Tuesday, July 28, 2009

How to know a good photographer from a bad one, and why not just have mom or a friend shoot some shots for you?

SHOOT: TFCD is an acronym for Time for CD. The photographer gives his time, the model gets a CD. It's often an instantaneous transaction, and may seem like a good idea.

I have made the mistake - only twice - of giving models all the pictures they want. The problem is, as a perfectionist a good photographer has to separate the wheat from the chaff. A good photo isn't necessarily a picture where everything is in focus and there's a nice smile. A good photographer is interested in producing great work. Which means the mediocre stuff needs to be separated from the stunning stuff. The model ought to be in possession of only the highest quality stuff, and this requires the careful attention of the photographer - in a process called postprocessing.

Good photographer's are perfectionists, with an eye for detail, and a quick, sometimes impulsive, sometimes far sighted sense of vision. They will patiently explore, during the shoot, a variety of options before finding their perfect picture. There is a process involved, and they have a natural (sometimes learned) sense of proportion, perspective, context, light and texture. If you're a perfectionist and you want good work, get a professional that is creative and has high standards for you and themselves. You'll recognise a professional by their previous work, their fee and their style. But it doesn't end there. They must then go through a host of similar pictures to find the best. Photographer's who don't do this - AVOID!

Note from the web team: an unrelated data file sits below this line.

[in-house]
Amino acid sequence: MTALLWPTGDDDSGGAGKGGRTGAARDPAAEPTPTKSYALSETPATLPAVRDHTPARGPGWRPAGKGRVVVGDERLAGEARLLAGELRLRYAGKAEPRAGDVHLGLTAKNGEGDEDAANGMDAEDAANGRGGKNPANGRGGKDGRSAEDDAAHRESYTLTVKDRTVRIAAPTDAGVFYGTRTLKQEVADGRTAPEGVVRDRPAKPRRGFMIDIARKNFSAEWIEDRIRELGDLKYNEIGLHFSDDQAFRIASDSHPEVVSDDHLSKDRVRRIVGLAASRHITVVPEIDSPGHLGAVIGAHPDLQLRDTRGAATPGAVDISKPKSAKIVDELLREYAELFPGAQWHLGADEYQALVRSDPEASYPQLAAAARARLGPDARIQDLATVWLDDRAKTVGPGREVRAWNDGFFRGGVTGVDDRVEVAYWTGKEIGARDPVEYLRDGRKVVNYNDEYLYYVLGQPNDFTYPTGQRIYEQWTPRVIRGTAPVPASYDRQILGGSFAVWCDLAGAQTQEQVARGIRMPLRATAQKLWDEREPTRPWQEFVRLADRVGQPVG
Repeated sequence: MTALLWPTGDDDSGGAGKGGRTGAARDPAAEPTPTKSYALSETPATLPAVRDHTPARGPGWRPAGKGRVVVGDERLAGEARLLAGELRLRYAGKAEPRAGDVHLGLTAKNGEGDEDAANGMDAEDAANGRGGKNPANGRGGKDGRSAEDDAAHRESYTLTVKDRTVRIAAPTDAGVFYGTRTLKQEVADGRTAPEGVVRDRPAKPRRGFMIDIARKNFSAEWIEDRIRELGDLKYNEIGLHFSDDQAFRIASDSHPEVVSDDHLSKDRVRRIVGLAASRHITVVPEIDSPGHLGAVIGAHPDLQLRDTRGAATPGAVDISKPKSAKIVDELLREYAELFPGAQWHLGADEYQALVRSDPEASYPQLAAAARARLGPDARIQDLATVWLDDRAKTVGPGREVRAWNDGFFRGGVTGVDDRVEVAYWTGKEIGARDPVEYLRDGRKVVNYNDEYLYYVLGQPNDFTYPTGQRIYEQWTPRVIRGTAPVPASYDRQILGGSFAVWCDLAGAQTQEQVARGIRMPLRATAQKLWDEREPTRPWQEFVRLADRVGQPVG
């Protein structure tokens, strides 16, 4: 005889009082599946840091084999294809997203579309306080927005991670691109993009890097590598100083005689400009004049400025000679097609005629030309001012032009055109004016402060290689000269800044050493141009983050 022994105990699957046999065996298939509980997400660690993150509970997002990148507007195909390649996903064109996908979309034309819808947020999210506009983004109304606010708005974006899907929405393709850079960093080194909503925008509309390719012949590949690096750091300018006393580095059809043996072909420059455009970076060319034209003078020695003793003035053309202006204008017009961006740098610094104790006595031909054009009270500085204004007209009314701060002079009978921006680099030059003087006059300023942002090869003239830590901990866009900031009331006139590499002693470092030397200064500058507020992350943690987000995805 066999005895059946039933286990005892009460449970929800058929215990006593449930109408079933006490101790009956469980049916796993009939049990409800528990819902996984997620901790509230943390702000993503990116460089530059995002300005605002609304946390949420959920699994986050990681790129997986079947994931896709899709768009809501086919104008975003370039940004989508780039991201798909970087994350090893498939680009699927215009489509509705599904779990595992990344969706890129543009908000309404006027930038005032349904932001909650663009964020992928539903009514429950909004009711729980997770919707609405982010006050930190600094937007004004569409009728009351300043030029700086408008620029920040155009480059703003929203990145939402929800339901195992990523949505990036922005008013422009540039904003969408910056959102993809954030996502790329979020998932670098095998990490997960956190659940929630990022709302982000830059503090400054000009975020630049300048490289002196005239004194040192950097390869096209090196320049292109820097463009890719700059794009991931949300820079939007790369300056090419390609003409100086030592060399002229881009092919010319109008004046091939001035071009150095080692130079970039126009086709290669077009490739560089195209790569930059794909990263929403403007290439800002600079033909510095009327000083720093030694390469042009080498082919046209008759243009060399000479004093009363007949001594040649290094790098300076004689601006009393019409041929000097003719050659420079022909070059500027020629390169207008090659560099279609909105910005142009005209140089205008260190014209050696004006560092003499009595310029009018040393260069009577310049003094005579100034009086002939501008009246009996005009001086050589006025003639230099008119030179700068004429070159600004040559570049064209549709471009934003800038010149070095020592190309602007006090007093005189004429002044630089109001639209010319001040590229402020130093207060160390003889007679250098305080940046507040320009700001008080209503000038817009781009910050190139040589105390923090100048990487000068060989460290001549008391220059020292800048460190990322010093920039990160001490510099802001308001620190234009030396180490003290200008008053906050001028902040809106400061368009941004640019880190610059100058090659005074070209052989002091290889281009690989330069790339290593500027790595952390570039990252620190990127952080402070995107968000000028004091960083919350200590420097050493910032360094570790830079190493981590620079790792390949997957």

View my photography here and become a fan.

Wolf Kettler.co.uk: No self-respecting photographer wants to release photos that are anything but perfect. From a large number of photographs taken during a shoot, only a few will meet the demanding criteria a photographer should impose on himself (or herself). Many photos from a shoot are just not good enough for a variety of reasons - technically, compositionally, pose-wise.

I know of people who think that just because a photograph is in focus and correctly exposed, it is a good photograph. Bless 'em.

If you are offered a copy of everything, you are working with a photographer who does not take (or does not know how to take) pride in his or her work. Not a good idea!

Aspiring models often believe that it is really attractive to receive a large number of images immediately after the shoot. Think again! Only the very inexperienced or the extremely naïve assume that it is a seductive proposal by default. In a portfolio, you want quality, not quantity.

There are some pitfalls that you want to watch out for:

It is not in your interest to receive a copy of every photograph taken. The photographer should take the time to edit the photos and only give you a selection of the best. You do not have the expertise to select the right images from a large collection.

Digital or print, a good photograph requires work after it has been taken - and I don't mean digital trickery on a mediocre picture. If you are presented with a CD immediately after the shoot, the photographer has not had the time to do any post-production work on the images (or could not be bothered or did not know how to).

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